Originally from Buffalo, and currently living in Seattle, Stacy’s work has been published and performed nationally as well as in the Puget Sound Area. Having received his MFA in Creative Writing from San Francisco State University, he has also been an artist-in-residence at DISQUIET in Lisbon, as well as The Millay Colony of the Arts. In addition, he is the recipient of the Gregory Capasso Award in Fiction from the University at Buffalo, along with a Getty Fellowship to the Squaw Valley Community of Writers.
Milks is the author of Kill Marguerite and Other Stories (2014), now available from Feminist Press in revised and expanded form as Slug and Other Stories, and Remember the Internet: Tori Amos Bootleg Webring. With Marisa Crawford, they are coeditor of We Are the Baby-Sitters Club: Essays and Artwork from Grown-Up Readers; with KJ Cerankowski, they are coeditor of Asexualities: Feminist and Queer Perspectives. Born in Virginia, they currently live in Brooklyn.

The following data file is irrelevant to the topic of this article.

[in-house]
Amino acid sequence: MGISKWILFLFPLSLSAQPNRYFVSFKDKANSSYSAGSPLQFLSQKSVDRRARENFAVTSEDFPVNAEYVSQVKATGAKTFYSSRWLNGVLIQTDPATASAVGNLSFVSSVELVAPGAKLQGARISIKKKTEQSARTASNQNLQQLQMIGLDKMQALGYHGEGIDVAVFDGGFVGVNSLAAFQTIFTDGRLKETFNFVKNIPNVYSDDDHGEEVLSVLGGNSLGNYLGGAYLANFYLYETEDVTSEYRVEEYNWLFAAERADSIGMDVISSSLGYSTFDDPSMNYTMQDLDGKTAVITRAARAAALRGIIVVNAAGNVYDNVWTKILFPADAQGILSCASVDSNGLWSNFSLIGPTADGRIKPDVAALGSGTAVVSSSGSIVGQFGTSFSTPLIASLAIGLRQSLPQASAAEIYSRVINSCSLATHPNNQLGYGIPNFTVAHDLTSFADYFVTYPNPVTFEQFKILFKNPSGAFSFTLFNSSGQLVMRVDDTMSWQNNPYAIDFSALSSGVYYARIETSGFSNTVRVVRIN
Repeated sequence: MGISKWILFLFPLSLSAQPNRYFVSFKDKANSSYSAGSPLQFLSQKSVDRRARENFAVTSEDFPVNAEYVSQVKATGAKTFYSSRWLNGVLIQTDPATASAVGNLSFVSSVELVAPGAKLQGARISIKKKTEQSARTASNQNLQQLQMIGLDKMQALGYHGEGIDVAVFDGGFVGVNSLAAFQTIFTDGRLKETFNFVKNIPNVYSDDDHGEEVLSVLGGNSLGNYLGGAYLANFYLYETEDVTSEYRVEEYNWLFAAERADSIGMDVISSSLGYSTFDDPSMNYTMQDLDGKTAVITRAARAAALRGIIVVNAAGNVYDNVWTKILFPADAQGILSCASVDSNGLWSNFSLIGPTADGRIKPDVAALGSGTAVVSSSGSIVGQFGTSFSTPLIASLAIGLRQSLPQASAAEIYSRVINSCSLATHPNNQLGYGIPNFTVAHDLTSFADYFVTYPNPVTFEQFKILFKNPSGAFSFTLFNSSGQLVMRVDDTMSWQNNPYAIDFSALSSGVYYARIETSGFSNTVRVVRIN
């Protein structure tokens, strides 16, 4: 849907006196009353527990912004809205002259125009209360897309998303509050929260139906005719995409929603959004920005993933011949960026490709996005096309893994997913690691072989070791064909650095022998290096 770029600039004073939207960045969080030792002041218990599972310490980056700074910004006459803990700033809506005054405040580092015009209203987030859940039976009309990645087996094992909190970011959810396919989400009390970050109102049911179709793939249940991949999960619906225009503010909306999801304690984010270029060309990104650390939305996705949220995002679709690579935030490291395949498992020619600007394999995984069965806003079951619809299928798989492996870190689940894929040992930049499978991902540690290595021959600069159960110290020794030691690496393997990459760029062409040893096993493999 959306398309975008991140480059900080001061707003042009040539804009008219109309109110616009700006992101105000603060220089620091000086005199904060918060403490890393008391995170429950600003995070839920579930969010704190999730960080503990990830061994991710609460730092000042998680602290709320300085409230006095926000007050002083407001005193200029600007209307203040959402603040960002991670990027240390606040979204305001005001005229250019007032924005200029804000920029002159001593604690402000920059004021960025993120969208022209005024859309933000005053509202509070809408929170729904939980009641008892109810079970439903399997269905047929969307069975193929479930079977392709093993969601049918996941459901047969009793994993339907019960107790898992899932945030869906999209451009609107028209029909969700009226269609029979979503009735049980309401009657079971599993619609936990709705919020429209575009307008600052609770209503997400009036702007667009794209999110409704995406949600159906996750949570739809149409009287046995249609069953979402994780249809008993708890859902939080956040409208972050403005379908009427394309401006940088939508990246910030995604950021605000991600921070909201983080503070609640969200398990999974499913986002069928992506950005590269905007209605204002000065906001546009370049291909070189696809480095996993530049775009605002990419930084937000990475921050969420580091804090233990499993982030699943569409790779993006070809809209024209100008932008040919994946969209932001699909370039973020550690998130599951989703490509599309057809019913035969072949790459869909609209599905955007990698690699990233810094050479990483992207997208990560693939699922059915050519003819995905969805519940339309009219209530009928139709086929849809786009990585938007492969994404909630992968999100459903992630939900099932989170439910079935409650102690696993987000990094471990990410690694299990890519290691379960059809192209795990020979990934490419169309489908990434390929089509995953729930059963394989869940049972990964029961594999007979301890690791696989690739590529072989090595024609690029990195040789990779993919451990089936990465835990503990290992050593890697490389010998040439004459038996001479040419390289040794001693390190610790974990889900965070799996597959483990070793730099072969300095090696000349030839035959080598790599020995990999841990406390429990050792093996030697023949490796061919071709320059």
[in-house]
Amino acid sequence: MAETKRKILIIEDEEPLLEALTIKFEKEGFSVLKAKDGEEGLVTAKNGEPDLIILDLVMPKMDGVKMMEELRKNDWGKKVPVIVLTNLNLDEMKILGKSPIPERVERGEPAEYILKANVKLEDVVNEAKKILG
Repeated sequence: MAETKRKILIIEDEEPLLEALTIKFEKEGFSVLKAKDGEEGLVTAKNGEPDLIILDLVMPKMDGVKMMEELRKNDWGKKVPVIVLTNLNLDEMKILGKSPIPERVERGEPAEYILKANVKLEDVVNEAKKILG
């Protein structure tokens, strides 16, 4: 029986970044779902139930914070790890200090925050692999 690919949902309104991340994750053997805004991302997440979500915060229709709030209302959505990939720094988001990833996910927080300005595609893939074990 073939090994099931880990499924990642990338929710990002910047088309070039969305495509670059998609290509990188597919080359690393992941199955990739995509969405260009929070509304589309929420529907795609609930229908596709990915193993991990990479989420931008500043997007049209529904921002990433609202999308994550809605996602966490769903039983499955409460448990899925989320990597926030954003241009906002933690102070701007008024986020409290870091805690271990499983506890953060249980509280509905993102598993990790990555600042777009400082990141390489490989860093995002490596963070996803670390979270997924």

Birmingham is a writer and filmmaker in Los Angeles. His fiction has appeared in Mystery Tribune, Brooklyn vol 1, Juked, 7×7, Joyland, nerve, Word Riot, Opium, Story Chord, Oxford Review and Mr. Beller’s Neighborhood, among other places.
He was a writer/executive producer on IFC’s Maron(with Marc Maron) as well as a writer/producer on Starz’s Blunt Talk(with Jonathan Ames) and David Fincher’s never-aired HBO show, Videosyncrazy. Short films he has written and directed have premiered at Sundance, AFI, GenArt and Miami Film Festival.